Key documents include a 1912 Peruvian decree stating that Peru reserved the right to request the objects' return, and a 1916 letter that [Yale professor/explorer Bingham] wrote to the National Geographic Society about the artifacts from the 1914-15 expedition. ''Now they do not belong to us, but to the Peruvian government, who allowed us to take them out of the country on condition that they be returned in 18 months,'' Bingham wrote. Yale officials have said that Peruvian law in force in 1912 does not require the university to return objects from Bingham's expedition that year.

Perhaps less credible is this additional allegation from Bloomberg:

... Yale and a secretive student society known as the Order of Skull & Bones were sued in February by the descendants of the 19th century Apache Indian warrior Geronimo. The family claims a group of Yale students may have stolen some of Geronimo’s remains in 1918 and taken them to Yale’s campus. The university denies the allegation and says it has no connection to Skull & Bones.

Then there's Yale's Taliban Man incident per John Fund at the WSJ. The former deputy foreign secretary of the Taliban was taken as a student at Yale in 2006 while at the same time the school blocked ROTC training from its campus and argued for the right of its law school to exclude military recruiters.

I fear other Ivy universities also lack a sense of basic ethics, both at the individual faculty level and collectively, i.e., including the leadership. I'd written about the ghastly events regarding the Duke lacrosse team affair at "A Truly Appalling Lawsuit Against Duke University." Harvard Medical Schools's own ombud had written an article in JAMA in the late 1990's entitled "Authorship: the coin of the realm, the source of complaints", outlining the commonality of fights over IP between faculty and students, and admitted in a response to my Letter to the Editor that this could not be prevented by administration (which in my view translates to, "the administration's worse than the faculty in this regard.")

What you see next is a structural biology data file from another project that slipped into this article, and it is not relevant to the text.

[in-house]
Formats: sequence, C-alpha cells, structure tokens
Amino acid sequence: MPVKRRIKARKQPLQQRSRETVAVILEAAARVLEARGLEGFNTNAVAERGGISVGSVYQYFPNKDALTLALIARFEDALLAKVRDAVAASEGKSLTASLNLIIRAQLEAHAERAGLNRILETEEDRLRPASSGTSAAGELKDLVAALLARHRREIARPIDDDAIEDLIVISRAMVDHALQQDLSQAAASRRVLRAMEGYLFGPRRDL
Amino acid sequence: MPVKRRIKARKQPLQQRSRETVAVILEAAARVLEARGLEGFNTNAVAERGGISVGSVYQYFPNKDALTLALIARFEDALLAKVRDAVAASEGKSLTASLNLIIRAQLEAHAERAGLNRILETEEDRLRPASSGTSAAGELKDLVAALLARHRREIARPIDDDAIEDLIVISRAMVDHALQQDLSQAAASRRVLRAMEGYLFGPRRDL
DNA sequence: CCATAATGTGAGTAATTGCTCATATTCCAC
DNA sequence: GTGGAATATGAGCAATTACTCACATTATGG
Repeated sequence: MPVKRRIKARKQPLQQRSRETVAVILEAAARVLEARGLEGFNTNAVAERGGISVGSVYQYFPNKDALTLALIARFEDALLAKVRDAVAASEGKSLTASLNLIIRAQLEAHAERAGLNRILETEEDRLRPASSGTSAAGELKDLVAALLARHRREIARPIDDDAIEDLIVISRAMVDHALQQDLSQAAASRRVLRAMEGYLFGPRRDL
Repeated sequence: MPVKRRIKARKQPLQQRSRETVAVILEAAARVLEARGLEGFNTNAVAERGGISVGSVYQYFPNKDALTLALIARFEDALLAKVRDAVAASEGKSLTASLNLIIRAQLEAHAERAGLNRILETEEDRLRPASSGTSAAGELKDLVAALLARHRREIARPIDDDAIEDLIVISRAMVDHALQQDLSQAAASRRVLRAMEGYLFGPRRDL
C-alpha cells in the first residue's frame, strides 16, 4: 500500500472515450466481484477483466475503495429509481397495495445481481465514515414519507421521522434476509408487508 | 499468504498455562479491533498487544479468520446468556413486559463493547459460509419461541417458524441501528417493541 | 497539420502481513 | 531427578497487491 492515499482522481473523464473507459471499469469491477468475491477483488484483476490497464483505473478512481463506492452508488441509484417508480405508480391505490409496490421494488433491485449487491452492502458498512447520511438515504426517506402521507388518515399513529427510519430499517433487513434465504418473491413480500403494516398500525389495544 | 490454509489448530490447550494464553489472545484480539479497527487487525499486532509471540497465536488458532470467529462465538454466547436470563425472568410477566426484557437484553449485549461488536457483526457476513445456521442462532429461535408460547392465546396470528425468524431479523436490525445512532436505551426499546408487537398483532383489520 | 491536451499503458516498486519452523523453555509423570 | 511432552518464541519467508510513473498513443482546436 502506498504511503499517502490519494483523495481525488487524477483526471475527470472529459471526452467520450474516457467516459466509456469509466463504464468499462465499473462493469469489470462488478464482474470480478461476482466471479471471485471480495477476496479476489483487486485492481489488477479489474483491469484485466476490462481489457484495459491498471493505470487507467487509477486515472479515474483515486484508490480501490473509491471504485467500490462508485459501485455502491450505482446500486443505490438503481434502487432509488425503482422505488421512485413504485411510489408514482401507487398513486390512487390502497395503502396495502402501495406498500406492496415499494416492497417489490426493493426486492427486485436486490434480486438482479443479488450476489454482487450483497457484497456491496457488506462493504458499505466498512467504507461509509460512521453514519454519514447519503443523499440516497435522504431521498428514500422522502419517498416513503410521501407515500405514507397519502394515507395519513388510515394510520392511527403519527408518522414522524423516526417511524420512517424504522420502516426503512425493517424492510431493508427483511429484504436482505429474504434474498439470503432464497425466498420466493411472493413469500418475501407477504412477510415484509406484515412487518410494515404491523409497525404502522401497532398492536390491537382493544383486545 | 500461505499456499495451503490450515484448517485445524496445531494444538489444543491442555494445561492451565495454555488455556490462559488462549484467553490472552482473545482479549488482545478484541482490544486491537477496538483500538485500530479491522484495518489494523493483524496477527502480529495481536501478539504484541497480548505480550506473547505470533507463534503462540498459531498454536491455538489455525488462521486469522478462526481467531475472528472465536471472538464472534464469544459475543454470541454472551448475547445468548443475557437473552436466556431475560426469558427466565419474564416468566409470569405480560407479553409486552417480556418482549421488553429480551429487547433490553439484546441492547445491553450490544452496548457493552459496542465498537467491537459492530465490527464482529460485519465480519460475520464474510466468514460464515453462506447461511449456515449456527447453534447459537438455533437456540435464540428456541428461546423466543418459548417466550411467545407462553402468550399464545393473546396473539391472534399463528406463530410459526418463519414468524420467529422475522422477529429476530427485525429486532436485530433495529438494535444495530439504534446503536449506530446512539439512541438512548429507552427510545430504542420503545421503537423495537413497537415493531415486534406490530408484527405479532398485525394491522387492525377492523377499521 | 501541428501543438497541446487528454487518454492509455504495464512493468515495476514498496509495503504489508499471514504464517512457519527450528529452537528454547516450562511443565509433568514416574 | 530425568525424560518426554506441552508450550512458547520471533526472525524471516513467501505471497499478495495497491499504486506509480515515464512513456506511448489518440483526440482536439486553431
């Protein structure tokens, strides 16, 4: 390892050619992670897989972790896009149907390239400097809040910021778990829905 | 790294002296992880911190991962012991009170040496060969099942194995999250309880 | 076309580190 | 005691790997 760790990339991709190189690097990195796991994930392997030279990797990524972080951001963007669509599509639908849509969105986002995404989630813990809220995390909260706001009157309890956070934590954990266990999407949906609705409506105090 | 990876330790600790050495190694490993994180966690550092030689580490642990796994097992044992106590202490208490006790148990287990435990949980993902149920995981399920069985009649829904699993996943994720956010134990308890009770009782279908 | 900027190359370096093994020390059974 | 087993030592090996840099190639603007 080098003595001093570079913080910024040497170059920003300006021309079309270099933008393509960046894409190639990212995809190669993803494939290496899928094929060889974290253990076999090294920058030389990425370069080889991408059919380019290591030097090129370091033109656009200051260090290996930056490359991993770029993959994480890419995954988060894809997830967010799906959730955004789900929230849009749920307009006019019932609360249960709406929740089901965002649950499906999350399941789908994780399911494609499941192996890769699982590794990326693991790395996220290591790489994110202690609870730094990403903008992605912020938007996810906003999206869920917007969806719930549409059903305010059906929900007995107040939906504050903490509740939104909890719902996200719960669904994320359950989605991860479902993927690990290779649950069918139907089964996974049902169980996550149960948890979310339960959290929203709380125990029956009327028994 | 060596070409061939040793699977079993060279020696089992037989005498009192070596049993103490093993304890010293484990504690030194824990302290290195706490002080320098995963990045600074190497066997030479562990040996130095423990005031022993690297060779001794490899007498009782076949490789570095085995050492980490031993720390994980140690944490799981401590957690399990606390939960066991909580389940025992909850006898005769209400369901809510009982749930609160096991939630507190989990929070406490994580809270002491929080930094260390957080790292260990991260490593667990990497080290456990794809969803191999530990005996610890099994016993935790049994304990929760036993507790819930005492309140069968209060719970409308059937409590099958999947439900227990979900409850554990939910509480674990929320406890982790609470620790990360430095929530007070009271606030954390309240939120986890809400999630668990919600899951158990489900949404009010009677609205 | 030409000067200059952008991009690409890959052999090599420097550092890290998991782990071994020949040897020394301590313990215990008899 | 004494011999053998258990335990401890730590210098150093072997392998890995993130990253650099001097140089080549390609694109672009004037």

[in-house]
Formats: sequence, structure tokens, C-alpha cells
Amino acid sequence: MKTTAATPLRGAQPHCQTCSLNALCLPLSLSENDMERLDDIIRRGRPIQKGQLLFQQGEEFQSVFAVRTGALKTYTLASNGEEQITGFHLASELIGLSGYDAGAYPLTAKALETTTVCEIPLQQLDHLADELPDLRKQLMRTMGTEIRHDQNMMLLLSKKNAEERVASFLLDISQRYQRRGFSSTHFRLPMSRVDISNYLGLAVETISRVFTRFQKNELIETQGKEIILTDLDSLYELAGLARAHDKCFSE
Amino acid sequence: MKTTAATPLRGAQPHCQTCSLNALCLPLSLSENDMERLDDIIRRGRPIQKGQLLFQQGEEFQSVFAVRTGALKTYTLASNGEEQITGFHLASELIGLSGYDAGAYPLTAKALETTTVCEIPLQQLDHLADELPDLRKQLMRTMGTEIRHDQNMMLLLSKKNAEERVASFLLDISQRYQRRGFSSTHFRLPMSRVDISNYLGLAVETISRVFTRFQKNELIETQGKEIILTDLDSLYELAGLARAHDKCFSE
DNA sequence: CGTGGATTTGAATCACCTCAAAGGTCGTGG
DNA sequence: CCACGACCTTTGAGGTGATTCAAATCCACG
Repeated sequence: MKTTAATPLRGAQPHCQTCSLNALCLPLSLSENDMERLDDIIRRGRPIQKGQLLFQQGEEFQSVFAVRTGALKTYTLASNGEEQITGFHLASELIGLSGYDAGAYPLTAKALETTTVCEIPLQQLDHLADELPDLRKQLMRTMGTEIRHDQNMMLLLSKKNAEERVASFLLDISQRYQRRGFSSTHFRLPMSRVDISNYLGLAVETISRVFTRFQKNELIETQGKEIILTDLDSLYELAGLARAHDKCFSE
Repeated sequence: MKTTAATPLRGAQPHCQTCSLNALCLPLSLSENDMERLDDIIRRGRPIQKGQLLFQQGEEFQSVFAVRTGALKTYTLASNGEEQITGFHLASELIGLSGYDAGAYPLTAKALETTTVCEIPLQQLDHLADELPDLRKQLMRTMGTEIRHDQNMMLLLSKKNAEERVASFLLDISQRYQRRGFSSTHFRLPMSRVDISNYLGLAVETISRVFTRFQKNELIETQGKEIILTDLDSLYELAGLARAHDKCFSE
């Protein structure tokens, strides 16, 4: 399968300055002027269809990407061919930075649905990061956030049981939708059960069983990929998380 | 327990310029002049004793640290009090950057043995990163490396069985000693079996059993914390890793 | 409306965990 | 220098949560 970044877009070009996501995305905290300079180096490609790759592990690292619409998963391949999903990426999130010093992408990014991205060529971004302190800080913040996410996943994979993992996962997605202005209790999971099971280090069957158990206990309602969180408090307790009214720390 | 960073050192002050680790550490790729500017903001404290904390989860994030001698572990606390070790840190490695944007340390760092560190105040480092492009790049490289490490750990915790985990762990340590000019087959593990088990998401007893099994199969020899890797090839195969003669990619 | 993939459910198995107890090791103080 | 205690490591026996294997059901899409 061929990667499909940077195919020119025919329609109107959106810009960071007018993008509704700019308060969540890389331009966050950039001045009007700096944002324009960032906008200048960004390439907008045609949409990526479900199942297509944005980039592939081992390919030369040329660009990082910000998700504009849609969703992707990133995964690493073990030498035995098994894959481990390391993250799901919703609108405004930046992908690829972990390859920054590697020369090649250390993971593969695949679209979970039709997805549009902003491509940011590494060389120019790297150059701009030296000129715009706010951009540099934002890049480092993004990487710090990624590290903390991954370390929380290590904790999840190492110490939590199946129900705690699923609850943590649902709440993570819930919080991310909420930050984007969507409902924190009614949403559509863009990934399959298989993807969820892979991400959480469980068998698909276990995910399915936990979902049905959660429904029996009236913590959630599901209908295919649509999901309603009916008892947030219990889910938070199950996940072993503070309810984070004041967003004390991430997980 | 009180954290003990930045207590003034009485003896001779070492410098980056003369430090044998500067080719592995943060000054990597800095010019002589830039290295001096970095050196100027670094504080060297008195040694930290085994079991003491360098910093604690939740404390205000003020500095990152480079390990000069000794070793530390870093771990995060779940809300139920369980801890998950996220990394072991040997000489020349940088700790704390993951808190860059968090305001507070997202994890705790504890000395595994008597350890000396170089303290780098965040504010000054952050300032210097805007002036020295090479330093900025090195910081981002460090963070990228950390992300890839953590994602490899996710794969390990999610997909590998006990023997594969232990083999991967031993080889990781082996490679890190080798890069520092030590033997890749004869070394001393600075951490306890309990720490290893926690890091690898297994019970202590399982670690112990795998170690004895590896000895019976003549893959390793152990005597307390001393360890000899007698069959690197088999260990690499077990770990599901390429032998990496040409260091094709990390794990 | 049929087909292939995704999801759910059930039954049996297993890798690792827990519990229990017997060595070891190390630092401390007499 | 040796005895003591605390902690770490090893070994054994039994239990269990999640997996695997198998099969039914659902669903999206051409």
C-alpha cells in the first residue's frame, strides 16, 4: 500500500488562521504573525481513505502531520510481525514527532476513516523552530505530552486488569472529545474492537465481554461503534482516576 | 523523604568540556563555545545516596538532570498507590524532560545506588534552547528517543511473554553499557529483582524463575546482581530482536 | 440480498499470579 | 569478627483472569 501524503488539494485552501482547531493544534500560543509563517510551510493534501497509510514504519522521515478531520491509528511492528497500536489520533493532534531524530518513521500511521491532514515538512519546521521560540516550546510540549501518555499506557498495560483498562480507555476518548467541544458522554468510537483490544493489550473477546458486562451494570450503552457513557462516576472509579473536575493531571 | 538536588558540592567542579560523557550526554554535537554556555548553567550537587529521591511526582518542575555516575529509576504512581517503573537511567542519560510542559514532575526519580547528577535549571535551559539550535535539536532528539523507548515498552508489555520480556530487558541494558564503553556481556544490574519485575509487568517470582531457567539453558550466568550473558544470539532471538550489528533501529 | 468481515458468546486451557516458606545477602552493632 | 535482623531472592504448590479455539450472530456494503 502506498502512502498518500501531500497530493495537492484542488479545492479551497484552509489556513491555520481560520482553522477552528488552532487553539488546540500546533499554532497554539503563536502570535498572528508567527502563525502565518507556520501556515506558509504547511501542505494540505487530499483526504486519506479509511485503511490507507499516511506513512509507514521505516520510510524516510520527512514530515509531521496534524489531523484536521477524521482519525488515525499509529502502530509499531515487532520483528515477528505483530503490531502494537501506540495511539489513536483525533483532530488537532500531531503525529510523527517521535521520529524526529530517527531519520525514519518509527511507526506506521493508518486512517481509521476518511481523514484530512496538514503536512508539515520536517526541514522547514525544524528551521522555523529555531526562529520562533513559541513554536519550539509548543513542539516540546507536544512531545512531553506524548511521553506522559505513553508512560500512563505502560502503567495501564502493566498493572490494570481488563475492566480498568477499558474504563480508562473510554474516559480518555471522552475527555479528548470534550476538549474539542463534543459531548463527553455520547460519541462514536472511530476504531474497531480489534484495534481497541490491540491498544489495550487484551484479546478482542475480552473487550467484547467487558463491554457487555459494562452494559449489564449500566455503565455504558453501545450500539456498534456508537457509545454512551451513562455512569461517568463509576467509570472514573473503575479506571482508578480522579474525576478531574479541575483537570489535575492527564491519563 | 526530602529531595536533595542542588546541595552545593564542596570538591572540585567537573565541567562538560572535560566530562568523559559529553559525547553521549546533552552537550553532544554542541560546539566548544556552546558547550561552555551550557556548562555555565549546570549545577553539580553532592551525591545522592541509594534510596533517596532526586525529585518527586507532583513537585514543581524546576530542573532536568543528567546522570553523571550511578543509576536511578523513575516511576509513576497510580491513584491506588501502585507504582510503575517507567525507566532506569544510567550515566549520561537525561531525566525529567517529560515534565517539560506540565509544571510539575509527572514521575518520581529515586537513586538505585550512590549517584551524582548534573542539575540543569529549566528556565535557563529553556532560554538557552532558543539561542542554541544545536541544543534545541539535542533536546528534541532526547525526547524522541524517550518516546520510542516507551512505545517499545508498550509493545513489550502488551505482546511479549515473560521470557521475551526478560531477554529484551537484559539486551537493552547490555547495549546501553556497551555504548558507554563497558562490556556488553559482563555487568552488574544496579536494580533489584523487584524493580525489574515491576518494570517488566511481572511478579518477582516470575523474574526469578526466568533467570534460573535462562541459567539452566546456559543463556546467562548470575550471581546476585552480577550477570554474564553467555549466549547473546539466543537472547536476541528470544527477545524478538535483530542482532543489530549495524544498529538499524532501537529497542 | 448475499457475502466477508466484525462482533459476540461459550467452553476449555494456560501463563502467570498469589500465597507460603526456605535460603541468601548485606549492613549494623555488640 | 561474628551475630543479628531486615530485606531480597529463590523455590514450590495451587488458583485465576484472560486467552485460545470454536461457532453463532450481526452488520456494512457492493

Others at Healthcare Renewal and related blogs have written about ethical lapses at other major universities as well.

In summary, if both the majority of the faculty as well as the administration of our major universities never learned as children about respecting others' property, and pass these attitudes along to future academics and future captains of industry, the bloggers will be unable to teach them very much. We will continue on a course of periodic academic and industry healthcare (and other) scandals of increasing scale, along with the wasted talent, resources and opportunity these scandals represent.

-- SS

Addendum: after such a grim report, I thought I'd throw in something pleasant. Here is a friend I feed at the nearby park, one of six, in fact, Mute Swan cygnets (babies). The parents like me so much, they've offered me food in return - lovely clumps of fresh tender grass, which to them is a delicacy:

Cygnus olor - click to greatly enlarge these adorable fuzzballs

It's a great picture, but it's not a Van Gogh. Since I once worked at Yale, however, let's hope they don't claim the photo is theirs.

-- SS

6/10/09 Addendum:

Remarkably, there is apparently someone in the health IT community who was offended by the posting of the photo of the cygnet I feed (done, of course, as "comic relief"), as I have been informed. One can only wonder if violations of intellectual property and civil rights by universities, or patent safety concerns by faulty EHR's cause equal offense.


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InformaticsMD said...

Of course, the best part of the post was the picture of the little cygnet.

-- SS